Brexit big beasts like David Cameron and Boris Johnson must do more to court the young vote if they are to swing the Remain/Leave debate their ways. Britain's membership in the European Union hangs in the balance with the latest polls showing rival campaigns are neck and neck.
The closely fought battle means young voters could play a decisive role in Britain's future in Europe. 53% of 18-34 year-olds are expected to cast their vote on 23 June making it the least likely age demographic to head to the polls.
Voters in their late teens would have been babies or toddlers when the Euro was introduced in 1999 and those in their 20s weren't even born when Margaret Thatcher negotiated the UK rebate in 1985.
One of those is Benji Fisher. The 20-year-old University of Birmingham student formed Just Debate, a website that presents both sides of a political argument in a concise and impartial way so that young people can better engage with the day's major issues. He believes politicians should be making a better play at mobilising the youth vote.
"I think that young people are very disenchanted with the current political system. They are un-engaged and find it to complex," Fisher tells IBTimes UK.
"Politicians are speaking but they do not engage. To be honest , it's a bad cycle: politicians say they want young people to vote but don't really try to get them to vote. I feel like they are trying to get us to vote but are not presenting us with resources like information.
"What Just Debate does is say 'Here are the resources and go out and vote'. That's something you would expect from the BBC but even their reputation has been damaged for apparently supporting Remain. We are trying to approach it equally, from both sides.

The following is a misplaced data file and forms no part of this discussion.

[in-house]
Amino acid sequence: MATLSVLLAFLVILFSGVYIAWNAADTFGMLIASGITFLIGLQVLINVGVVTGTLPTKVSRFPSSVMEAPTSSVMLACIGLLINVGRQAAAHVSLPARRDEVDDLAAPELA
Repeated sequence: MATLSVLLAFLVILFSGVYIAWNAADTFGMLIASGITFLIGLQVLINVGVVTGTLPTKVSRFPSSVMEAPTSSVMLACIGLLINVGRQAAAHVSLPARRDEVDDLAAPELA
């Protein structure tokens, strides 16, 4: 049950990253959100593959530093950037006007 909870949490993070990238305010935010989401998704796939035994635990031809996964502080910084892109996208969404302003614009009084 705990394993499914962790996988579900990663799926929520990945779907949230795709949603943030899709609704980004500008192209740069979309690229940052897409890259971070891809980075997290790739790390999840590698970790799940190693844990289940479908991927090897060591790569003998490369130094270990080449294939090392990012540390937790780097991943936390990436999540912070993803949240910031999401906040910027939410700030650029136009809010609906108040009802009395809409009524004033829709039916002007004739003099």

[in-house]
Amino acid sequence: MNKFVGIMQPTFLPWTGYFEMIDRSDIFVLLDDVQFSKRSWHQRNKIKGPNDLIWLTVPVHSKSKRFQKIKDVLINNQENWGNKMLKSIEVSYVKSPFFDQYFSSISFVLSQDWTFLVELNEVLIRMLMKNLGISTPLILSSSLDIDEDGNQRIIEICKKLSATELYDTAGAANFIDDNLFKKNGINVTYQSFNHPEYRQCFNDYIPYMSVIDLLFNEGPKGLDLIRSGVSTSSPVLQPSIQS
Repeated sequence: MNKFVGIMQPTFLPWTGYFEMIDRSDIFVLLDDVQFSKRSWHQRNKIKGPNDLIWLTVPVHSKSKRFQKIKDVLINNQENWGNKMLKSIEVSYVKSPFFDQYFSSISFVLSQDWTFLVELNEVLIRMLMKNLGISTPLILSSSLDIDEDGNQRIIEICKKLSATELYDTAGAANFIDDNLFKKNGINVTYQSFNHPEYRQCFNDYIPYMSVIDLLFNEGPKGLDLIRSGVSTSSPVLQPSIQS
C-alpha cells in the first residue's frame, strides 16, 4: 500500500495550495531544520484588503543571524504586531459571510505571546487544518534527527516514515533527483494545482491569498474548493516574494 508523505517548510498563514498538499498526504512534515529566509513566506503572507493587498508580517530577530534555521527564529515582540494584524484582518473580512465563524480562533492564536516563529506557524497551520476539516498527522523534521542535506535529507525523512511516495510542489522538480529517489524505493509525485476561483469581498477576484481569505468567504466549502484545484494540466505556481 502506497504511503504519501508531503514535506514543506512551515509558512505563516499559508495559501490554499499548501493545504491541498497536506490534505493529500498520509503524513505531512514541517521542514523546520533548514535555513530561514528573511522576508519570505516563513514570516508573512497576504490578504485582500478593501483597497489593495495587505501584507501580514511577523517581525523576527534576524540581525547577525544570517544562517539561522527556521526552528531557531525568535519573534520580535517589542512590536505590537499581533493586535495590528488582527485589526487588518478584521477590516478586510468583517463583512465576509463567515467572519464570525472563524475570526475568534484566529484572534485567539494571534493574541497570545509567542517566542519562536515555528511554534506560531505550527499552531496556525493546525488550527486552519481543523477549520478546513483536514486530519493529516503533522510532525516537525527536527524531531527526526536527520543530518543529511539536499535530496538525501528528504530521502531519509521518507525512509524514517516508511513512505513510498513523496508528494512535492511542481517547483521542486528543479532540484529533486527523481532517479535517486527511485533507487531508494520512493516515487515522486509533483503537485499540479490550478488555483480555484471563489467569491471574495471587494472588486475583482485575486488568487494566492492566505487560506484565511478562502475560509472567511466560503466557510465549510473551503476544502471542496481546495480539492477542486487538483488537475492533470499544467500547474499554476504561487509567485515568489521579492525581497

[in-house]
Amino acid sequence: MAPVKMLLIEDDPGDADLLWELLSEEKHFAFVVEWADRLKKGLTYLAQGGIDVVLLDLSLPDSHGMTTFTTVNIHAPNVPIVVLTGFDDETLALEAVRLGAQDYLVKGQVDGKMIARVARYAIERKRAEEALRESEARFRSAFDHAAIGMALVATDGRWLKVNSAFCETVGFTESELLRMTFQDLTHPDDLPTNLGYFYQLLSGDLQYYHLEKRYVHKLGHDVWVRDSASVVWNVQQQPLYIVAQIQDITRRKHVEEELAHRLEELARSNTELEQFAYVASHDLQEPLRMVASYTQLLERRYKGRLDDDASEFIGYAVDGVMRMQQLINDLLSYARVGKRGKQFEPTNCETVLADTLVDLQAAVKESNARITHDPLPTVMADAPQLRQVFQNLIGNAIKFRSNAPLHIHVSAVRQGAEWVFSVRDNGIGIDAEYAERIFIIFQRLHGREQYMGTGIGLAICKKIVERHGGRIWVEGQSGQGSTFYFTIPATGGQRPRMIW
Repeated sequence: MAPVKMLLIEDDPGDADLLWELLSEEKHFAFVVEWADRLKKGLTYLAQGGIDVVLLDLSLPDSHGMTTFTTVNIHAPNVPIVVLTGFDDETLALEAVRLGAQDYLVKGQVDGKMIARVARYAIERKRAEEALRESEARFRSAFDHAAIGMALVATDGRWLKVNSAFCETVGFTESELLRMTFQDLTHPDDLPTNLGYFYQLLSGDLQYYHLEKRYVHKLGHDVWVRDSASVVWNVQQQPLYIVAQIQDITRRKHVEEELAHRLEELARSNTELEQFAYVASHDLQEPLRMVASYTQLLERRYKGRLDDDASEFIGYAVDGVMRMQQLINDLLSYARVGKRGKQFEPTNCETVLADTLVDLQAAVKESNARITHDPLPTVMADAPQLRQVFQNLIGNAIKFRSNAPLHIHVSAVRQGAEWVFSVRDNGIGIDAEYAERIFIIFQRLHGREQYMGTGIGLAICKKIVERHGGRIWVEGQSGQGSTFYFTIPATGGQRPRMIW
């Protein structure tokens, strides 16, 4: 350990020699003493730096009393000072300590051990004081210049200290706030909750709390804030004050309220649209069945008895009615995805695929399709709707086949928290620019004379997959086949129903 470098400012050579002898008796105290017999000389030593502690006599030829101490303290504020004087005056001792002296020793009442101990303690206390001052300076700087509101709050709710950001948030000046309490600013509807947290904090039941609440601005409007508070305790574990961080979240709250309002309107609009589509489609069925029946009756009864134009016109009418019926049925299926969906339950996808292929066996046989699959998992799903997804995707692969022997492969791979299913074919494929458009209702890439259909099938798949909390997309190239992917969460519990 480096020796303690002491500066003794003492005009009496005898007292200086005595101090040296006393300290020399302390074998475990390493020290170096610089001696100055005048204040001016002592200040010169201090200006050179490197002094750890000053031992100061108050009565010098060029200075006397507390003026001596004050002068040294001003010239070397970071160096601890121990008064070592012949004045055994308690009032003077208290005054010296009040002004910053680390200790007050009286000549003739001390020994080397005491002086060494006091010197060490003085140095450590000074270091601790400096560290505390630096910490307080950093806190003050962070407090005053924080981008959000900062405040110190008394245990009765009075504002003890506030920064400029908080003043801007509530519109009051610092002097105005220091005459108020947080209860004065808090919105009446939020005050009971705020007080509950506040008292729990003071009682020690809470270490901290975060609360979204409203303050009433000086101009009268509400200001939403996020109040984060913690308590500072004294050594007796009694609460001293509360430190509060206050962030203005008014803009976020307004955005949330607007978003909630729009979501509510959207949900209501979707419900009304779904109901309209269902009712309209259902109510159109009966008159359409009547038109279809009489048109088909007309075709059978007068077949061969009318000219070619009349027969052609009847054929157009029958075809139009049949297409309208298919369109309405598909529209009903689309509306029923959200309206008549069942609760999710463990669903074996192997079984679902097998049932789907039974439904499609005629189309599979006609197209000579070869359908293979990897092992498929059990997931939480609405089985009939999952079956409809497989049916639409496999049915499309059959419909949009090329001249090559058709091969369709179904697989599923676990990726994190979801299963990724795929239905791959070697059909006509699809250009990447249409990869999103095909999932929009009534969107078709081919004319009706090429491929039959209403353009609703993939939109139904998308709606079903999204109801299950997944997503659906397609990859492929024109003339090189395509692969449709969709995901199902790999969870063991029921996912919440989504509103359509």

Encouraging youngsters to get out and vote is a bigger concern for Remain than it is Leave: a whopping 53% of 18-34-year-olds indicated they would vote to stay in the EU compared to 29% who said they would exit.
Politicians' attempts to drum up support have varied from Brexiter Boris hanging out of a battle bus to Remainers' ridiculed video portraying young people as "workin, earnin, shoppin, ravin, chattin". On the later, Fisher thinks a word should be added at the end: 'patronisin'.
"Firstly, I think it is quite patronising. They've gone for the 'cool dad' approach. But at least it was a concerted effort, even though it was not that great."
With time ticking until the vote – registration to vote in the referendum ends on Tuesday (7 June) – swathes of the electorate are undecided. They complain of a lack of facts, exaggerated consequences and plain old scaremongering. Fisher says the uncertainty means it is all to play for.
"There are so many young people who are not and do not yet know how they will vote. I don't think there are many young people who are wholly Remain or wholly Leave. There are a lot who are undecided. I don't even know how I'll vote yet, I'm completely undecided and so are a lot of my friends. I think it is all to play for."
Former mayor of London Johnson and fellow Brexiter Michael Gove this week moved to shift the narrative toward immigration and a potential Australian points-based system and the issue of migrants entering the country is also one for the youth vote to consider.
"From my experience," Fisher adds, "the thing about immigration that troubles young people is if the job market is depleted by migrants coming into the country. Sovereignty is also big thing to young people and as we grow up and become more politically aware, we want to live in a democracy that elects its government."